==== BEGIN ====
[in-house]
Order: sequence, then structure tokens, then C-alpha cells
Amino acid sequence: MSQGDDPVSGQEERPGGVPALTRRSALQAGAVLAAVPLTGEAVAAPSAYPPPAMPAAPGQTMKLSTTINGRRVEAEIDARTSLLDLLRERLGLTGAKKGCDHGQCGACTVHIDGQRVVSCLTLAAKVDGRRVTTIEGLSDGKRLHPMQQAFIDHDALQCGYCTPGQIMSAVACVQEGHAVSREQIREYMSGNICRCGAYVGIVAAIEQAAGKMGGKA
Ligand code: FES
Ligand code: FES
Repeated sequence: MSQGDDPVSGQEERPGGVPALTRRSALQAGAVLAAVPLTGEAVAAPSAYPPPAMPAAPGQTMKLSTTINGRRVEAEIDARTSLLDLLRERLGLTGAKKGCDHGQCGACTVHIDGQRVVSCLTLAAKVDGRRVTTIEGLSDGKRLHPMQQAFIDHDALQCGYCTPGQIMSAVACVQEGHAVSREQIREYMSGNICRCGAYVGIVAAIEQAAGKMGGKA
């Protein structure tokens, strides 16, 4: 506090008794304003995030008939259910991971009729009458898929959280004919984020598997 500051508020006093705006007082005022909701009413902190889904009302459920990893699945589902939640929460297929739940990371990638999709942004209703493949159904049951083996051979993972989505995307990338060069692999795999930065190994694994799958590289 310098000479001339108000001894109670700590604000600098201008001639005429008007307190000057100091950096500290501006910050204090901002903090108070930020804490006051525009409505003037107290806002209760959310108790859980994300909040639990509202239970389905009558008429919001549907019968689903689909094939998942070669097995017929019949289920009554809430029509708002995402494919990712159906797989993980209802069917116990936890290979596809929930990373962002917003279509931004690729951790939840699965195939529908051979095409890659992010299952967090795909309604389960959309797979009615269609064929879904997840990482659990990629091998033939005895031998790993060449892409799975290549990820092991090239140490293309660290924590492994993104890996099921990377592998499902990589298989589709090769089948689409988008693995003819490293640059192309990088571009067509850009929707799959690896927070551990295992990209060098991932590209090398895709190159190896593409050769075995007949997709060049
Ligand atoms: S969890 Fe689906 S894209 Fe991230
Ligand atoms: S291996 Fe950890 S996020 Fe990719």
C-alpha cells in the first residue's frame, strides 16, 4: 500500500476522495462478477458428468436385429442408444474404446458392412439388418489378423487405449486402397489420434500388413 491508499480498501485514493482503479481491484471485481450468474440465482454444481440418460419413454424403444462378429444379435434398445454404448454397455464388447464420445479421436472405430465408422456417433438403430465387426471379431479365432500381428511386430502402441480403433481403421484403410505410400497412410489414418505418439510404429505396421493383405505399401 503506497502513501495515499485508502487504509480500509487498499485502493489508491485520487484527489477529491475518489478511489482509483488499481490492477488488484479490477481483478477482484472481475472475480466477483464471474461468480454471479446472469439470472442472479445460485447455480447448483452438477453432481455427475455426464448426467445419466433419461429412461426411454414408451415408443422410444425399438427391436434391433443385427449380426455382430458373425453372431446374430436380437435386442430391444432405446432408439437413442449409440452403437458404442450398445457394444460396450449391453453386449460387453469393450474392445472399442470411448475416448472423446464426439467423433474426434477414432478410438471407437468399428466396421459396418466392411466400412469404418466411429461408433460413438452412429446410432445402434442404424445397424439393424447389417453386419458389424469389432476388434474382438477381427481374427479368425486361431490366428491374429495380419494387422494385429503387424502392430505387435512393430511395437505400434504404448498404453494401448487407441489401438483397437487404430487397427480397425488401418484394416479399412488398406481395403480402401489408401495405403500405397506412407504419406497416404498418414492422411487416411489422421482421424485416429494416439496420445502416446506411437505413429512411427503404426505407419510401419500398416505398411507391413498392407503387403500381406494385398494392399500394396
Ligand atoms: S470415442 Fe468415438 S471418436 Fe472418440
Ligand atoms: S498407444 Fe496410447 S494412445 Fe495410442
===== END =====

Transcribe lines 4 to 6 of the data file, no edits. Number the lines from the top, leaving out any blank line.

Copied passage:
Ligand code: FES
Ligand code: FES
Repeated sequence: MSQGDDPVSGQEERPGGVPALTRRSALQAGAVLAAVPLTGEAVAAPSAYPPPAMPAAPGQTMKLSTTINGRRVEAEIDARTSLLDLLRERLGLTGAKKGCDHGQCGACTVHIDGQRVVSCLTLAAKVDGRRVTTIEGLSDGKRLHPMQQAFIDHDALQCGYCTPGQIMSAVACVQEGHAVSREQIREYMSGNICRCGAYVGIVAAIEQAAGKMGGKA